From the Archdiocese of L.A.’s site.
It has taken the shortage of priestly and religious vocations to awaken in us an appreciation of a broadly based shared ministry and a realization that it is in the nature of the Church as the Body of Christ to be endowed with many gifts, ministries and offices. What some refer to as a "vocations crisis" is, rather, one of the many fruits of the Second Vatican Council, a sign of God’s deep love for the Church, and an invitation to a more creative and effective ordering of gifts and energy in the Body of Christ. This is a time of great challenge and opportunity in the Church, not least of all because the gifts of the lay faithful have been flourishing in unprecedented numbers and in unforeseen ways. [Emphasis added.] [Via Thoughts of a Regular Guy]
As Paul said "Priests? We don’t need no stinkin’ priests!" So by this very odd reasoning I guess those diocese that are much more faithful to the magisterium and are bursting with vocations to the priesthood and religious life are not experiencing "a sign of God’s deep love for the Church." I guess the sign of filled seminaries is a sign of God’s wrath to those diocese. I guess the countries of Africa and the country of India is also missing out on "a sign of God’s deep love for the Church" since the growth of vocations is diminishing their chance for an effective reordering. Sure less access to the sacraments is really something to be called a fruit. I mean what can a priest do that lay ministerial assistants can’t do besides minor points like hear confession, celebrate the Mass, give the Sacrament of the Sick, etc, etc. I mean we don’t need any of this "Pray to the lord of the harvest" nonsense anymore when we can just create pastoral assistants.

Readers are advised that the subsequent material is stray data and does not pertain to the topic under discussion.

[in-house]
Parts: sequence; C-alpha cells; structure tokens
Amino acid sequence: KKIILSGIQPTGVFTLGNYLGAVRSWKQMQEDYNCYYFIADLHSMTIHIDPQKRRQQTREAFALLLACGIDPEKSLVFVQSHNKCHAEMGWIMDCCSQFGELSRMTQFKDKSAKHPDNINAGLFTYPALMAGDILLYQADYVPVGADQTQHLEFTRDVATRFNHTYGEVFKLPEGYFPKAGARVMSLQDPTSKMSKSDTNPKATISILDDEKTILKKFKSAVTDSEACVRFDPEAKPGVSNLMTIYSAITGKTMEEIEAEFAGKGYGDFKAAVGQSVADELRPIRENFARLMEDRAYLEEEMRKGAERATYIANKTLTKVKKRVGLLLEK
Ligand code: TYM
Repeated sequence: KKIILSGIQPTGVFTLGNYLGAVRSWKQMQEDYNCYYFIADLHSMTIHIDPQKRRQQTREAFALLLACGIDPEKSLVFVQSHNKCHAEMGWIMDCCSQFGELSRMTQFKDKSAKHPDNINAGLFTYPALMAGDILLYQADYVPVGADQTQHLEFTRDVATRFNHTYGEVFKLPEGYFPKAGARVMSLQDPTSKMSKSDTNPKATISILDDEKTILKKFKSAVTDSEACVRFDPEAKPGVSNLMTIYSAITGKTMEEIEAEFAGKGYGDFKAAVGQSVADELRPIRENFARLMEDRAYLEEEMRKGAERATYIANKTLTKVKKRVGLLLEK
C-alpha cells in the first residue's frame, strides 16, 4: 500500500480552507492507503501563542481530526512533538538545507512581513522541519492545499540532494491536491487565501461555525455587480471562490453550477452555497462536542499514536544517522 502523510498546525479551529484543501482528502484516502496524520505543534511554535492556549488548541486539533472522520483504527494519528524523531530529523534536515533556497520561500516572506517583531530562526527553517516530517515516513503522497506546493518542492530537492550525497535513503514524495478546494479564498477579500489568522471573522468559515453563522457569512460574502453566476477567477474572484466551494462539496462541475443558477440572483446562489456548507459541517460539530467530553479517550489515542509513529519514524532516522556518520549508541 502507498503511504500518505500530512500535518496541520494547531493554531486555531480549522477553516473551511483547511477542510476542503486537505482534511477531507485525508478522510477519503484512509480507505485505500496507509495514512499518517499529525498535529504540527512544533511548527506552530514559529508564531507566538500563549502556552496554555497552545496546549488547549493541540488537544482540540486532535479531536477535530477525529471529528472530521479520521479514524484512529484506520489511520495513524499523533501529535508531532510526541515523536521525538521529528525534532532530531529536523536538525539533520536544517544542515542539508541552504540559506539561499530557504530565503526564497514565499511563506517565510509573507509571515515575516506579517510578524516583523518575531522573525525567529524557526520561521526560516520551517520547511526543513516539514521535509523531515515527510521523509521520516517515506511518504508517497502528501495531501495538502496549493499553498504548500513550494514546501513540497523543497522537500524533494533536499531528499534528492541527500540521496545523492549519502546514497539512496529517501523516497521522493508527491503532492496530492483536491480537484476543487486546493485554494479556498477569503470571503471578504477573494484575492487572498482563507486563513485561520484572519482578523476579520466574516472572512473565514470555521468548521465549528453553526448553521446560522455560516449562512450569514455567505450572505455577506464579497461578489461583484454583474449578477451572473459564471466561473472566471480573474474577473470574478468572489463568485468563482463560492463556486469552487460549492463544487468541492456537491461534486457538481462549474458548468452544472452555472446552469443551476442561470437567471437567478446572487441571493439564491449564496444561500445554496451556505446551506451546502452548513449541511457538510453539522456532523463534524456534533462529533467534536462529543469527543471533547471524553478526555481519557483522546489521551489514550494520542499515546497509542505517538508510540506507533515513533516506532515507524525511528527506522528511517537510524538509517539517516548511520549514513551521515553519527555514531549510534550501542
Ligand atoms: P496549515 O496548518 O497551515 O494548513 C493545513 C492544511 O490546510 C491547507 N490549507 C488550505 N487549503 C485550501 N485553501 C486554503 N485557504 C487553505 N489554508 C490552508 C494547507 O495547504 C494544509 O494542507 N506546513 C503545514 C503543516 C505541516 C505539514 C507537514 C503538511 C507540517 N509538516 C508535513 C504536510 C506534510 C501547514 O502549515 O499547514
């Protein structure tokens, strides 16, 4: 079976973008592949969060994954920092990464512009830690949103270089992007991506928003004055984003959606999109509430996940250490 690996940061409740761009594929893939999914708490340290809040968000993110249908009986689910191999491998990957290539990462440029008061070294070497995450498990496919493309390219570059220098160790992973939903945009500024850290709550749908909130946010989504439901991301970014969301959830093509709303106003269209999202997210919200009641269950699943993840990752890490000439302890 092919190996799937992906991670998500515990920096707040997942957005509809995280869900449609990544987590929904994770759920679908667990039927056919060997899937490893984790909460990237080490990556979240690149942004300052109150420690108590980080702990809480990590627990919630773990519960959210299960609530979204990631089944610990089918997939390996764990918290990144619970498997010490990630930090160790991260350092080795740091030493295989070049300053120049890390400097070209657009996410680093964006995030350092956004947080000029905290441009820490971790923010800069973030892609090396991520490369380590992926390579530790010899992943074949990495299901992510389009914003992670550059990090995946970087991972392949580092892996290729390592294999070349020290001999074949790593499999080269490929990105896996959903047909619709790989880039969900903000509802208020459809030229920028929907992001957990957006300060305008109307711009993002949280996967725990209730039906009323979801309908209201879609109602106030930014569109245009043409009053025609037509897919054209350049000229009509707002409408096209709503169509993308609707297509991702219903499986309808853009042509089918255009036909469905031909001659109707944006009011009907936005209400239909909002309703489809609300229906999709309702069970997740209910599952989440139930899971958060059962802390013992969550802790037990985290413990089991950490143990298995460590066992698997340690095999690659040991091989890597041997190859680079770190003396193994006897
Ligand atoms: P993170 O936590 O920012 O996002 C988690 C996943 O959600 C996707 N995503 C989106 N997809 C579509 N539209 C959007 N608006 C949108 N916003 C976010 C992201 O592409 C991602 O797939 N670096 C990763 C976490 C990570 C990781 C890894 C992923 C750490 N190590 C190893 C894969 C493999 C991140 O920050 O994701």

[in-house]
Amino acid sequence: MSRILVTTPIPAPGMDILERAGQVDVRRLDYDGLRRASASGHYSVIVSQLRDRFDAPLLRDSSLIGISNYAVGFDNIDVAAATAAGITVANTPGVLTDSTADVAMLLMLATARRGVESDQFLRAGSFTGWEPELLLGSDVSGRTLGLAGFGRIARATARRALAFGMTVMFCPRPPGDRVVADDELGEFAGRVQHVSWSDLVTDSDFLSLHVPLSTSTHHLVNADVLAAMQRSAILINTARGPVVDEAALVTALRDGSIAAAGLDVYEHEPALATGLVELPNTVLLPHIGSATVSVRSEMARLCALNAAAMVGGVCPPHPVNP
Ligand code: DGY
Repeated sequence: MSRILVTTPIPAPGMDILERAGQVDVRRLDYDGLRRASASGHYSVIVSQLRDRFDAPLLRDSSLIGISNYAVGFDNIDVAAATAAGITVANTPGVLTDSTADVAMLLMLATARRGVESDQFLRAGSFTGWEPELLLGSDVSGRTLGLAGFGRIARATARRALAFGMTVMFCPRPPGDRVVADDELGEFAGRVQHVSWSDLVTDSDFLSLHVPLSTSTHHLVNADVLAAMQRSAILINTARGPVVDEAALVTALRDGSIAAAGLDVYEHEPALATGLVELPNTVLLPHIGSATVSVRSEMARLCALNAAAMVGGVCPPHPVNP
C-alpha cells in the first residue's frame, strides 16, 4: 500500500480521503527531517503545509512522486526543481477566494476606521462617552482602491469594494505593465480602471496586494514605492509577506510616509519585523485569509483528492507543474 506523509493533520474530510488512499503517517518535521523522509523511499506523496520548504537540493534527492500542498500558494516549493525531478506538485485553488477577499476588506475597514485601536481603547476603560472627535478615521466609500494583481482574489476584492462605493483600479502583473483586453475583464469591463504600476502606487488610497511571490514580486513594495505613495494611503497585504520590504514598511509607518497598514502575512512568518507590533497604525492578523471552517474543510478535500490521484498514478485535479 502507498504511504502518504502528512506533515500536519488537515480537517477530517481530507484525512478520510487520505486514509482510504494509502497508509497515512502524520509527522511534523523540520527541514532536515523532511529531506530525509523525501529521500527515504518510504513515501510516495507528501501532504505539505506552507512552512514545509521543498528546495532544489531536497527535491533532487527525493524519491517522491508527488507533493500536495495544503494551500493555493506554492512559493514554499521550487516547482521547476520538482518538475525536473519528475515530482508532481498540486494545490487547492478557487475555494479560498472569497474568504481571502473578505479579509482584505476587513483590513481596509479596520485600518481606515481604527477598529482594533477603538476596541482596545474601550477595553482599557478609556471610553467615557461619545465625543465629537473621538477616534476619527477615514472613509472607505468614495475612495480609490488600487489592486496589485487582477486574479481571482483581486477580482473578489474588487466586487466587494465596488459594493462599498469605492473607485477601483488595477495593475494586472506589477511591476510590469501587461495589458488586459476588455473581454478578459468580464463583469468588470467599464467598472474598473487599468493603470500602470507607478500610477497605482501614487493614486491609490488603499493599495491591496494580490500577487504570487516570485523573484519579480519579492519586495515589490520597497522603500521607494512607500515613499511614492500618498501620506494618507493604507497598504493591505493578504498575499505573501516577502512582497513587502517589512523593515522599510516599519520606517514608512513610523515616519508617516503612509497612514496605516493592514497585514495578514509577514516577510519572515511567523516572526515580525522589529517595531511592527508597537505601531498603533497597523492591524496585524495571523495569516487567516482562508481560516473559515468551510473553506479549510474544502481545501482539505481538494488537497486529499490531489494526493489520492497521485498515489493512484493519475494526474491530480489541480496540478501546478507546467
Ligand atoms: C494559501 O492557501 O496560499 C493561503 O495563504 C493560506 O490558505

This statement on the Archdiocese website is so full of spin that it would make a gyroscope dizzy. Though on the bright side maybe it is evidence that Mr Mohammed Saeed al-Sahaf who declared "Baghdad is safe" while American troops were fighting in the background found a nice job writing copy for the Archdiocese of L.A.
This tired old reason for the drop in priestly and religious vocations is too often unthinkingly repeated and on no sound basis! Only a few weeks ago, I heard a priest-lecturer from one of England’s seminaries repeat the same chestnut. Such a shame!
Didn’t JPII make a great case for the laity’s role being outside the church walls – like in society?
Funny how those dioceses where “lay ministry” is infecting the parishes, THEY DON’T WANT PRIESTLY VOCATIONS. Why? Then it would make their new roles unnecessary.
Our bishop has made things very clear: no priest no Eucharist. No Eucharist, no church.
We have loads of guys signing up for seminary. They know that the ministerial priesthood is something qualitatively different – not merely quantitatively different.
Who wants to make all of the sacrifices the priesthood entails if you don’t do many things different than the lay ministers?
Is Mahoney really serious about this? I never thought he was that bright, certainly not with the flakey REC, but I think a lot of people need to pray for this man’s conversion of heart, or failing that his replacement.
I feel like a broken record, but Vatican II was not about clericalizing the laity and laicizing the clergy. Yet that is how so many people interpret and implement it. They think that having scores of “Eucharistic Ministers” clumped around the altar is a major improvement for the laity. Nonsense. A major improvement would be preaching and catechesis that emphasizes the universal call to holiness, for laity, priest and religious alike, without attempting to blur the distinctiveness of each calling. Trust me, when I, as a laywoman, am exposed to priests and religious who are 100% immersed in (and in love with) their vocations, that only further solidifies my own appreciation and love for my own vocation. And I am hoping for the full gamut of vocations from my children when they are grown.